Lyanna washing her hands before enjoying the feast prepared by the villagers at Chara

Lyanna washing her hands before enjoying the feast prepared by the villagers at Chara

A lunch of roast goat and pilau cooked the traditional way over coal fires was lovingly prepared by members from both tribes. Food and hope for a better future bring communities together and help them to look beyond irrelevant differences. Having children of different ethnic backgrounds going to school together help cultivate mutual respect and promote racial harmony.

UPDATE : 

We are raising funds for Buyani Secondary School. It is a 3 room school house located in an area doesn’t have running water nor electricity and we are raising funds to bring solar energy into the classrooms, provide students with sports equipment, sponsor their participation in school events, build a multi-purpose room as well as provide shelves, tables and chairs for the room. Would be great if you and your friends could help spread a little Christmas cheer to the students. Thanks for your generosity and have a Merry Christmas !  Please click here to give : https://www.globalgiving.org/projects/rebuilding-buyani-secondary-school/

Lyanna’s Profile :

Lyanna, Sarah and Iris learning to use traditional bush toothbrushes

Lyanna, Sarah and Iris learning to use traditional bush toothbrushes

Currently working in India, Lyanna Lim always had a soft spot for developing countries. Her trip to Nepal as part of her graduation trip motivated her to work in South Asia after she graduated. Inspired by her father who went to Kenya to lend his construction expertise to  TRLF’s Emmaus Centre Project in 2013, Lyanna decided that she wanted to volunteer for this organization. She spearheaded a Global Giving campaign in the beginning of 2014 to raise funds for a mobile library and subsequently visited the foundation for 2 weeks in September 2014 to implement a library software and to coach the youths on how to catalogue and maintain a proper bookkeeping system of the library using the software.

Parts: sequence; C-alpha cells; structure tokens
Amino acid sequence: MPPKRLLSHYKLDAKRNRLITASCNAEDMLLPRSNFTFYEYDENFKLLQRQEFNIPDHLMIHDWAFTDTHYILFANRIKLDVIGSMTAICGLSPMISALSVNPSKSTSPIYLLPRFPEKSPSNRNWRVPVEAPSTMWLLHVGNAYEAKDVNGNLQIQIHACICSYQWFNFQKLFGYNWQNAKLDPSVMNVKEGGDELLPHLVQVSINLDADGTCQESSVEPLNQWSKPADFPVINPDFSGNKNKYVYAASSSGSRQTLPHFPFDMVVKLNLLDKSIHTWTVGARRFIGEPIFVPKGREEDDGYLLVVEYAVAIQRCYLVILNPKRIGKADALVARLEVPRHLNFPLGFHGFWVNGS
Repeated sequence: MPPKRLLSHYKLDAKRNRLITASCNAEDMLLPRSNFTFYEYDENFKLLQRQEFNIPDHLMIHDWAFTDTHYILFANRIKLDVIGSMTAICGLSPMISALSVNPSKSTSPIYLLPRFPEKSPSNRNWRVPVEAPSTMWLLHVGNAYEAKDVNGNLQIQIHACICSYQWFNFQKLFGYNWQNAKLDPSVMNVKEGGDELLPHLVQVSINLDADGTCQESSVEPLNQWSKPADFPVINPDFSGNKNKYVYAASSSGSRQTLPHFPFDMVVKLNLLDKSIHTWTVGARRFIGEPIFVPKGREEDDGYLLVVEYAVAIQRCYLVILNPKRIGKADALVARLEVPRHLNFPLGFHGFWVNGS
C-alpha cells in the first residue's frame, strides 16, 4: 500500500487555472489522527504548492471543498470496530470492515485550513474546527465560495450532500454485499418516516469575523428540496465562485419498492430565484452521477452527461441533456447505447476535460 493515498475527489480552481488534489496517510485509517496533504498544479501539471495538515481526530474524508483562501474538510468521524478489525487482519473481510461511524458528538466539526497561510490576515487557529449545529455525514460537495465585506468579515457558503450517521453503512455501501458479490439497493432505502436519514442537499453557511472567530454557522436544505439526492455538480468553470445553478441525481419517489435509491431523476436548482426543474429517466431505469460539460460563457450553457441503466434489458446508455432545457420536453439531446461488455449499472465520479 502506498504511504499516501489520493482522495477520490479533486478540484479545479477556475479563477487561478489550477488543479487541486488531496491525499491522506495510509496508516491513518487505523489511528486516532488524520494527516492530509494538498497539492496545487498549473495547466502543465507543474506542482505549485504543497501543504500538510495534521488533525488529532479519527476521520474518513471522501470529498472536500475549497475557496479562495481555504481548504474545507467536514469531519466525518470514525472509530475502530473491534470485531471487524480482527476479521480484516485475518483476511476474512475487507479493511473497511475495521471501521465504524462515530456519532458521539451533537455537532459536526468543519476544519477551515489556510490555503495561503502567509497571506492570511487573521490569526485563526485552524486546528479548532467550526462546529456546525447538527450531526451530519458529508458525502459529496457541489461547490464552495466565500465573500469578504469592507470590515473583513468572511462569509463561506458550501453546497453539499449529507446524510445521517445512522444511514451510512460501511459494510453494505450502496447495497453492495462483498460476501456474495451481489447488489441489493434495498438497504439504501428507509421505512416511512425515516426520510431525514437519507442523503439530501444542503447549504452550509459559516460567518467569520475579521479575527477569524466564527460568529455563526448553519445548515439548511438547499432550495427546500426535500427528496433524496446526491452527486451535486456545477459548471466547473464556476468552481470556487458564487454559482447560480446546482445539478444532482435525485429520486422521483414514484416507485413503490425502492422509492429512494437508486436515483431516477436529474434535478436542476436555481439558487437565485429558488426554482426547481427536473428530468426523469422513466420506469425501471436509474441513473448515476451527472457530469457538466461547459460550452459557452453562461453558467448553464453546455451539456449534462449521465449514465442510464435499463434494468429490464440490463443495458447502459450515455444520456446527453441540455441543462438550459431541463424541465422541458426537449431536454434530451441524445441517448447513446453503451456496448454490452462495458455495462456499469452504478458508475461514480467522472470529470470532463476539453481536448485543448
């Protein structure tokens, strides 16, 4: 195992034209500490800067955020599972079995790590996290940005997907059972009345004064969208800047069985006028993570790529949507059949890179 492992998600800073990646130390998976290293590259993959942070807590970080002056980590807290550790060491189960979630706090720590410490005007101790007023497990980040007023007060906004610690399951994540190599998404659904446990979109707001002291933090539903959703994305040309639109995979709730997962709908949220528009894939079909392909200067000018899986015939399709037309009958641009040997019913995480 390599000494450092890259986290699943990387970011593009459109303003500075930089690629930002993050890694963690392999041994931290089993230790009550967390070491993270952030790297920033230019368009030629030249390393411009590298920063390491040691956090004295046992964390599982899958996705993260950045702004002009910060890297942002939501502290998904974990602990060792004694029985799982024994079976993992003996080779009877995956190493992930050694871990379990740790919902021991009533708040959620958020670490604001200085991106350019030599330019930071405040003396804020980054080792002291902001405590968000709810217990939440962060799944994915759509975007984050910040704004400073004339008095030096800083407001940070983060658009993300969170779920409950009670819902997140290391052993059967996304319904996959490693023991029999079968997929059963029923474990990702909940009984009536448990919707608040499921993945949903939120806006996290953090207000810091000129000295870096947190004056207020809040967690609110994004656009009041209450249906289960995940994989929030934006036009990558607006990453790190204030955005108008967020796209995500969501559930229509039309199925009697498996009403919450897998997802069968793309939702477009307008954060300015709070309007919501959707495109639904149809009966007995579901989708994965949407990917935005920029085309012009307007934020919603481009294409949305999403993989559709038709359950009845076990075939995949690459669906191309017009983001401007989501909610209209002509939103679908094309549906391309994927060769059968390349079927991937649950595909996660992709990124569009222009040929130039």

Together with two other volunteers, Iris and Sarah, they traveled to Kenya .  It was an hectic and exciting 2 weeks of implementing a library software system, speaking to student beneficiary and their parents, studying the feasibility of provide solar powered lighting to the students, exploring various reusable sanitary napkin solutions for schoolgirls  as well as sourcing for local soapstones and kitenge (African garment) for fundraising purposes

In her free time, Lyanna loves running, reading and experimenting with raw food recipes. She will be pursuing her MBA in Duke Fuqua School of Business in 2015 and hopes to leverage on her network and business skills and continue contributing meaningfully to TRLF.”